Thursday, January 22, 2009

Painless view of HURT 100

Date: Jan. 17
Mileage: 77.6
January mileage: 507.1
Temperature upon departure: 75

Geoff told me that, even though I attended the race meeting with him Friday night, it wasn't very likely that I'd find the race start on my own Saturday morning. "I'll be fine," I answered. He left at 5 a.m. with the car for the start of the HURT 100, a 100-mile ultramarathon that climbs 25,000 vertical feet over the five loops of a rooty, muddy, narrow 20-mile course. It was Geoff's "training race" for the Iditarod Trail Invitational. I don't claim to be nearly that ambitious about my training, so I set out to spectate the race and do some urban road biking.

I left the hotel room at 8:21 a.m., hoping to cheer Geoff on at the end of his first loop. Unfortunately, he hotel had stranded us on the 43rd floor, one floor down from the top. The first elevator arrived vacuum-packed with people. The second came 10 minutes later under similar conditions. The third had a little more room, but not enough for me and my bike. By 8:43 a.m., I began contemplating the walk down 43 flights of stairs with a bike on my shoulder. At 8:48 a.m., I decided I would have to change out of my bike shoes into some more walkable tennis shoes. At 8:49 a.m., I had my back turned to the elevator, prepared to spend all day riding clunky clipless pedals with tennis shoes after hoofing down 43 flights of stairs just to avoid the endless wait. That's the minute that an elevator with enough room for me arrived.

I rolled out onto the streets of Waikiki and, as predicted, became instantly flustered. Traffic around Honolulu is intense and I don't think I've ever encountered a less bike-friendly city. It's strange - Weather in Honolulu is 80 degrees and mostly sunny year round. You'd think that kind of environment would nourish a strong cycling community, but I encountered few bike paths and even fewer cyclists out and about in an entire day of riding. I wove through rush-hour traffic and made my way toward the hills, but somehow ended up at a race checkpoint. They pointed me in the right direction of the race start, about six miles away. I arrived at 9:45 a.m. just in time to miss Geoff's first loop through.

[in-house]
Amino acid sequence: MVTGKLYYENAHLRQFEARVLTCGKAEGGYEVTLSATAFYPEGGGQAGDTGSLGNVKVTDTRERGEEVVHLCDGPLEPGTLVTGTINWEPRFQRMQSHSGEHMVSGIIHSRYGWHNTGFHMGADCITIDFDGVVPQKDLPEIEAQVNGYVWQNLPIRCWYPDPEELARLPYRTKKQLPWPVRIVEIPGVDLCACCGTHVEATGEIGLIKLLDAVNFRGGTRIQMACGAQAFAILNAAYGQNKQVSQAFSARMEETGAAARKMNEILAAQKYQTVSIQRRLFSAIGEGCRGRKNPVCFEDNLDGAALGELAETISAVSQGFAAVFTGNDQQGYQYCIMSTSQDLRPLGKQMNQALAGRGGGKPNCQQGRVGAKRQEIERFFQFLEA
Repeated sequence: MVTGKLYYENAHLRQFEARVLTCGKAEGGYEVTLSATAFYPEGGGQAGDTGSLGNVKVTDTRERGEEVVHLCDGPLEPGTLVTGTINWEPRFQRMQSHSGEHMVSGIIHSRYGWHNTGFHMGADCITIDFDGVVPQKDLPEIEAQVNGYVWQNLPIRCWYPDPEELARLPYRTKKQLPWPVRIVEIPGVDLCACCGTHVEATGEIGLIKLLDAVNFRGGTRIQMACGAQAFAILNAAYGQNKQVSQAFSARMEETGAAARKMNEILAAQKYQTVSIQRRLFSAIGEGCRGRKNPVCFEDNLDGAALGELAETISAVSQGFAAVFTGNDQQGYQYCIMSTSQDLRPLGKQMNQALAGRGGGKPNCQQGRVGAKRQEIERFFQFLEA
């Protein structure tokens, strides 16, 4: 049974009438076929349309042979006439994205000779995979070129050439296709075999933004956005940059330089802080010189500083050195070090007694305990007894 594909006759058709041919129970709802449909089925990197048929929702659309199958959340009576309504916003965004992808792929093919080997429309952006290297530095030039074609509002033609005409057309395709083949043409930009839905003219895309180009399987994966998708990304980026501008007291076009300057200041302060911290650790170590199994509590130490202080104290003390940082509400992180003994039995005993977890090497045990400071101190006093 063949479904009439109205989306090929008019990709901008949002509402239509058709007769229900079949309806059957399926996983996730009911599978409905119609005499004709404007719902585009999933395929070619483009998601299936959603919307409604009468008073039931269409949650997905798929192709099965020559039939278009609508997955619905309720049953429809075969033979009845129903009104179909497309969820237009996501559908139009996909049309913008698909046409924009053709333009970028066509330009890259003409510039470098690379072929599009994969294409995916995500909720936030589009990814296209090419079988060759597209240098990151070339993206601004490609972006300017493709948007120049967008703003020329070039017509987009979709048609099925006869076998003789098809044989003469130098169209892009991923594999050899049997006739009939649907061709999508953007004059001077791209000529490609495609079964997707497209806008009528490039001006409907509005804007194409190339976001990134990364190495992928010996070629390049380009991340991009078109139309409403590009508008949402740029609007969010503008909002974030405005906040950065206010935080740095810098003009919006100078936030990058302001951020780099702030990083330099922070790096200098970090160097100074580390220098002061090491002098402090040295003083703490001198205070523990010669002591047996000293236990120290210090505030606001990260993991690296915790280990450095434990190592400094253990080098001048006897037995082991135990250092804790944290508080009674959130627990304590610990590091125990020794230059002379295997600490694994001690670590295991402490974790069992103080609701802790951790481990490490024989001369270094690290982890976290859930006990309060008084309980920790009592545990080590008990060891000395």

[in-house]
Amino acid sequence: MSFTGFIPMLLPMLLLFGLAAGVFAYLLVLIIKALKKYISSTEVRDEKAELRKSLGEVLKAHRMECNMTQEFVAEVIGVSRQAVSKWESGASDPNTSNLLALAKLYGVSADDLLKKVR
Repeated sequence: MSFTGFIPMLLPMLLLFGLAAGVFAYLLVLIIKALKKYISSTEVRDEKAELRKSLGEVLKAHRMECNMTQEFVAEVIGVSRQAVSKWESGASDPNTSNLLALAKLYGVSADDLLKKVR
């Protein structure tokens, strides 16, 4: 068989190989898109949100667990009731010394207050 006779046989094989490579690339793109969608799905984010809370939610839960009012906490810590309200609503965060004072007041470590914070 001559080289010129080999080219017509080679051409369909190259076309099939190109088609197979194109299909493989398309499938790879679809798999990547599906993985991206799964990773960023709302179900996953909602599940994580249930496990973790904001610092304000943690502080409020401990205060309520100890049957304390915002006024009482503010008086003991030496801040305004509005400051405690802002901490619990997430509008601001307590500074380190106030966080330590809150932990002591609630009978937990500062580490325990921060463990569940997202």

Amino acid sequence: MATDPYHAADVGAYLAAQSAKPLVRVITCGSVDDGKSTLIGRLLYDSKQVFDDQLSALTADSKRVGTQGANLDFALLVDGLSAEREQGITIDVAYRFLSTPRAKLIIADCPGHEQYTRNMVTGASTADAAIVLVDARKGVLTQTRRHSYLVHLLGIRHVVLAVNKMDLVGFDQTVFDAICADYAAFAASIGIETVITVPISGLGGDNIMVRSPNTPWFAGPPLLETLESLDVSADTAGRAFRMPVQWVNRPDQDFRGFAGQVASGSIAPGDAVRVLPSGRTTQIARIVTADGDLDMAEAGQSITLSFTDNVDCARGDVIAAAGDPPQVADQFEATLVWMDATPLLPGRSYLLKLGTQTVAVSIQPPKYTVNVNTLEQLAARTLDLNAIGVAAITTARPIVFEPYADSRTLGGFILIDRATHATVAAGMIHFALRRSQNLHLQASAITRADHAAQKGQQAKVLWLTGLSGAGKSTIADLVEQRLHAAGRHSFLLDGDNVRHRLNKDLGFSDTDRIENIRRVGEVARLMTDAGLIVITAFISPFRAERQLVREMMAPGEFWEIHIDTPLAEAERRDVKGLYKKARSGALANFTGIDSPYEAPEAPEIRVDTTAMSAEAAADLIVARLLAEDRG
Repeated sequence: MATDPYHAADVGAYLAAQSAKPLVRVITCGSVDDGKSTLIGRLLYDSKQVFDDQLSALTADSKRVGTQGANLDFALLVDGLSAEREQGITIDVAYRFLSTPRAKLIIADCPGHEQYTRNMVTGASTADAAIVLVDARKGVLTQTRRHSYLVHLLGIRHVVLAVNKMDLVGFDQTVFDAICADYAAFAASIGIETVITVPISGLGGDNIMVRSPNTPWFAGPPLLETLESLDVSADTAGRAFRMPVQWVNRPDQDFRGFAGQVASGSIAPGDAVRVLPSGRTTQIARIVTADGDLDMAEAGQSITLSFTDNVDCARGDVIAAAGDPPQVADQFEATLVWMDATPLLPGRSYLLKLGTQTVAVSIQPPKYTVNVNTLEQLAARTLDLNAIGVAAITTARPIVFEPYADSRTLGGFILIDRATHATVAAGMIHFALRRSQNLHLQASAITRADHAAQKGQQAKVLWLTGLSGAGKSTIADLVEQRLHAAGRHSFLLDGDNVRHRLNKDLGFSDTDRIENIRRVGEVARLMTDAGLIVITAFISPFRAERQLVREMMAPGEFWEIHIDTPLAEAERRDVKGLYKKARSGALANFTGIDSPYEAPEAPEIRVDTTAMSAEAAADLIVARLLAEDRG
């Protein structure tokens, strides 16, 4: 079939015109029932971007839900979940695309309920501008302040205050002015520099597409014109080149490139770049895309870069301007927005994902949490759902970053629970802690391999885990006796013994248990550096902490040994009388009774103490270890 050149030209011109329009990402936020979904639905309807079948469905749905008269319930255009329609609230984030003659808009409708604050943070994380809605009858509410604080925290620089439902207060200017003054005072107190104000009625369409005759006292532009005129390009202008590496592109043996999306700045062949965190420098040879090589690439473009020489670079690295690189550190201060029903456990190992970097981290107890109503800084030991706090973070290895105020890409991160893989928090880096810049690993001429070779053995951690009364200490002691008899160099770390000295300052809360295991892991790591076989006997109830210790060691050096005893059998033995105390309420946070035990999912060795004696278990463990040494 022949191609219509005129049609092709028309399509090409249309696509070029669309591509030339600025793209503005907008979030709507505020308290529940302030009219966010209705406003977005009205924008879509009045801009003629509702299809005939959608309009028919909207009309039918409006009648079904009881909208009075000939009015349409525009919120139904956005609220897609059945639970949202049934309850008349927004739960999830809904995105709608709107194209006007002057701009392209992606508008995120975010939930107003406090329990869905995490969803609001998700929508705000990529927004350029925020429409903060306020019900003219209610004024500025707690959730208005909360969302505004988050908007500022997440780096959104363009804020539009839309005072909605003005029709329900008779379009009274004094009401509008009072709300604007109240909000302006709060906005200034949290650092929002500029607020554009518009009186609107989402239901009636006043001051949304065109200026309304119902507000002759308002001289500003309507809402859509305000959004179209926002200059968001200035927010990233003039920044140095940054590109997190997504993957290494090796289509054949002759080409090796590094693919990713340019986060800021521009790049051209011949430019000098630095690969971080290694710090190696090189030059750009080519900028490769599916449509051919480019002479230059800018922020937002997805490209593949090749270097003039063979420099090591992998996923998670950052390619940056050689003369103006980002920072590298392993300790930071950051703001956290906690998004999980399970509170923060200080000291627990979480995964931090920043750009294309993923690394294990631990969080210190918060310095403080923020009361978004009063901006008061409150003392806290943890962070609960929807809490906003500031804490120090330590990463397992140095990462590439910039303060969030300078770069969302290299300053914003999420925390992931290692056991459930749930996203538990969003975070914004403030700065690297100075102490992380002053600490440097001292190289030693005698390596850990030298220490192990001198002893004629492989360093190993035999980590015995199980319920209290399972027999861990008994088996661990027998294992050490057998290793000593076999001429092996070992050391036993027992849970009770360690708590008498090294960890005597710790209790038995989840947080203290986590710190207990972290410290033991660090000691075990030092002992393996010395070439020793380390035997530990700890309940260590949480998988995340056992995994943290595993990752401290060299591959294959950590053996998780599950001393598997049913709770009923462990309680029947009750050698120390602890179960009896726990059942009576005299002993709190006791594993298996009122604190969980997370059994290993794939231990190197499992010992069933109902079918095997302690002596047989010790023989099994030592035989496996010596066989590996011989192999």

I spent some time talking to Pam and Anne, two ultra-runners from Anchorage who came to Hawaii to support their fellow Alaskan runners and enjoy the sun. Anne competed last year in the Iditarod Trail Invitational, dropping out just south of the Nikolai checkpoint after she sustained frostbite on her eyes and face. So we had a lot to talk about - perspectives from last year's race, this year's training. Anne's training schedule baffles me. It must amount to 40 hours per week. She was leading the foot race before she was injured last year, and with her mental tenacity, may just give Geoff a run for his money this year. :-)

Geoff was running a strong, consistent race, and it was easy to gauge when he would be coming into checkpoints. After missing him the first time around, I met him most every time at the race start and the seven-mile checkpoint. I took advantage of the two and three-hour gaps between to ride the hills on the outskirts of Honolulu. It was focused riding with hard climbing in mind, and I ended the day with 77 miles and 7,300 vertical feet of climbing, according to my GPS. Still, because I spread the riding out over most of the day, and spent so much time chatting with ultrarunners and cheering on Geoff, it really felt like I didn't ride at all.